Libya’s presidency council announced a new smaller unity government on Monday that the international community hopes will bring the war-torn country one step closer to ending an 18-month conflict.
The 18-member Government of National Accord is considerable smaller than the initial cabinet which had 32 portfolios and was overwhelmingly rejected by the internationally-recognized House of Representatives last month for being too “unwieldy”.
The HoR gave the presidency council – headed up by businessman Faiez Serraj and tasked by the UN with naming a new cabinet as per a December peace deal – 10 days to produce a smaller body, and granted it an extension of the deadline last week.
Late Sunday – just before the second deadline – Sarraj and his council announced a line up of 13 ministers and five ministers of state. Three women were among the names of the proposed members.
The HoR – which was adjourned until Tuesday – will have to vote on the body. If the unity government secures a simple majority, it is expected to begin operating from Tripoli immediately.
“The MPs want to know the programme of the government, and to discuss the CVs of the ministers,” MP Khalifa al-Daghari told AFP.
Daghari also said the MPs wanted Serraj to attend the next session.
He said Serraj “didn’t communicate with the parliament, and that’s why we are asking him to attend the next session. He can ask to postpone it, but we want to see him here in the parliament.”
The cabinet includes a mix of technocrats and politicians who served in senior positions under toppled leader Muammar Gaddafi, as well as those who served in the post-revolution governments. The 18 ministers are equally divided from Libya’s three historical provinces, the east (Cyrenaica), the west (Tripolitania) and the south (Fezzan).
But two members of the presidency council – Deputy Minister Ali al-Gitrani and State Minister Omar al-Aswad – refused to sign off on the cabinet because they said certain “fundamental principles” were being neglected by their colleagues, including commitment to the Libyan army and its leadership.
Meanwhile chosen Finance Minister Fakhir Abufarna said he could not be part of the government for “personal reasons”, and proposed State Minister for Martyrs, Wounded & Missing Muhannad Yunis declined the offer arguing that there are “azlam” (derogatory term for ex-regime loyalists) in the unity government.
Aside from the HoR endorsement, the “joint” cabinet still has to win over the countries’ rival administration, which controls Tripoli.
The civil war was sparked by Islamist-leaning armed alliance Libya Dawn taking control of the capital, forcing the HoR to operate over 1500km in Tobruk.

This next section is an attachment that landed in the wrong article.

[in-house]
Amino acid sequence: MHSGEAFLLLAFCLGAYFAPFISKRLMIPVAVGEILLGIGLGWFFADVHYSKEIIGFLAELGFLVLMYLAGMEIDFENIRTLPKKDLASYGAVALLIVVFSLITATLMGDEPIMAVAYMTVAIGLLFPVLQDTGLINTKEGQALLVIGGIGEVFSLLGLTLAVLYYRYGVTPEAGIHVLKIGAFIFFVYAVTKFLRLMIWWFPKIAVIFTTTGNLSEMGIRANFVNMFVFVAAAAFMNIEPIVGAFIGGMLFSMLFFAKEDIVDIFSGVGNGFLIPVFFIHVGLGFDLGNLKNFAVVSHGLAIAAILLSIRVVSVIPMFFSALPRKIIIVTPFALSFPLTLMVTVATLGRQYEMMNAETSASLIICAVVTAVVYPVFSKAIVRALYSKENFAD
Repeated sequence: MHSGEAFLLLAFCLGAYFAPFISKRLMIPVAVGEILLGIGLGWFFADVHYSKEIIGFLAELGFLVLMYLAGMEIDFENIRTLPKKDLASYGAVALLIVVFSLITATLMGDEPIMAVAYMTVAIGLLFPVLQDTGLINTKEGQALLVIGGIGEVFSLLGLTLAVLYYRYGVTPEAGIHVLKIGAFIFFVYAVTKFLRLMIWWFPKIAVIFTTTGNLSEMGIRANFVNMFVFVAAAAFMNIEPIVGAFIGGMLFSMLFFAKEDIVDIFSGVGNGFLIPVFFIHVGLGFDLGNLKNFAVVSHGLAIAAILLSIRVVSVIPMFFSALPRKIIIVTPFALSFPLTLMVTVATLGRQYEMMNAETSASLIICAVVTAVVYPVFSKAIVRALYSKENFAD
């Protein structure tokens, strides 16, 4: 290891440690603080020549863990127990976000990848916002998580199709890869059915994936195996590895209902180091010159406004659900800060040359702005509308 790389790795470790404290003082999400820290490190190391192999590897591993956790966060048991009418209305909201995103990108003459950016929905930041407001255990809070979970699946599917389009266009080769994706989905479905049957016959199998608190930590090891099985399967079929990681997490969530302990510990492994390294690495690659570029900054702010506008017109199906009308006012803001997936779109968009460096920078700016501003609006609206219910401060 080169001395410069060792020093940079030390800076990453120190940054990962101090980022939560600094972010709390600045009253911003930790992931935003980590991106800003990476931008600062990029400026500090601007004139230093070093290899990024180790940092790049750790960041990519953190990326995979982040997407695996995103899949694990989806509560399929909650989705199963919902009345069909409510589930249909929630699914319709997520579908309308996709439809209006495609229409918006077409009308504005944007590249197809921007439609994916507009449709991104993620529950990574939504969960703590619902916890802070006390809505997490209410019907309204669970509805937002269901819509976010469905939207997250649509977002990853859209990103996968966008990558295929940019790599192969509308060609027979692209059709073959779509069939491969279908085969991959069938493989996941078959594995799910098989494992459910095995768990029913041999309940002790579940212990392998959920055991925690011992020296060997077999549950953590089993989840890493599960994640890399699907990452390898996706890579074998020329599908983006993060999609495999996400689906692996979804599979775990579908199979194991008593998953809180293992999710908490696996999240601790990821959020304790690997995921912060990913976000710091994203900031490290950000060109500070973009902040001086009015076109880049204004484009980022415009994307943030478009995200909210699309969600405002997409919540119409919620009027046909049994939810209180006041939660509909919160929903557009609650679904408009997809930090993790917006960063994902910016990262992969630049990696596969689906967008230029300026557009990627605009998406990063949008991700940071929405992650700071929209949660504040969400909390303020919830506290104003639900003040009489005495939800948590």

Dawn resurrected the General National Congress as its legislature dividing the country in two. Hardliners within the GNC, which maintains it is the legitimate authority, have largely rejected UN-led peace efforts.
On Tuesday, instead of commenting on the GNA, Dawn officials pushed what it called the “Libyan-Libyan” alternate dialogue track initiated in early December in Tunisia. Then a group of lawmakers from both parliaments signed a joint declaration of principles in Tunis, which they said would pave the way for a full political agreement.
At the time UN-backed negotiations were ongoing in Morocco muddling the situation as the UN ploughed on with its negotiations refusing to embrace the alternate negotiation track.
To make matters worse, a week later the heads of the two rival legislatures met in Malta to reject the UN’s deal just a day before dozens of lawmakers travelled back to Morocco to sign it.
The HoR’s Agila Saleh and the GNC’s Nuri Abusahmain instead talked of the Libyan-Libyan initiative which laid out a plan to build a committee of 21 members to examine all the peace initiates and to select one to agree on.
However, Agila Saleh has since distanced himself from the rival peace initiative.
On Monday GNC-affiliated officials said that the committee was preparing to submit its final report to both parliaments. Despite the announcement of a full cabinet, the Libya-Libya dialogue plan outlined the need for early parliamentary elections and the appointment of qualified head of state and deputy ministers.
But the international community remained optimistic. UN Libya envoy Martin Kobler urged members of the House of Representatives (HoR) to stand behind the new administration.
“The journey to peace and unity of the Libyan people has finally started,” Kobler wrote on Twitter. “It is crucial now that HoR endorses the government of national unity. It’s a unique peace opportunity that must not be missed.”
The UN hopes the joint government will end the civil war and allow the Libyan army to focus its efforts on destroying the so-called Islamic State Group that has seized swathes of territory in the centre of the country.
Western governments have urged Libyan factions to back the unity government so that it can start taking on the threat and call in international support where needed.
Libya‘s North African neighbors, afraid of the country’s further descent into chaos, are planning an urgent meeting to coordinate border controls and tamp down the unrest they fear will spread.
A senior Algerian diplomat, Abdelkader Messahel, called Sunday for a meeting in Tunisia. He said Libya should install its newly proposed government quickly “and restore order to this country.”
Tunisia, the only country to emerge from the Arab Spring uprisings with a democracy, has suffered multiple attacks at the hands of Islamic State extremists trained in Libya, and officials there fear contagion from Libya‘s instability. Algeria also has fought ongoing battles with Islamic extremists, and both countries fear Western military intervention would exacerbate the problem.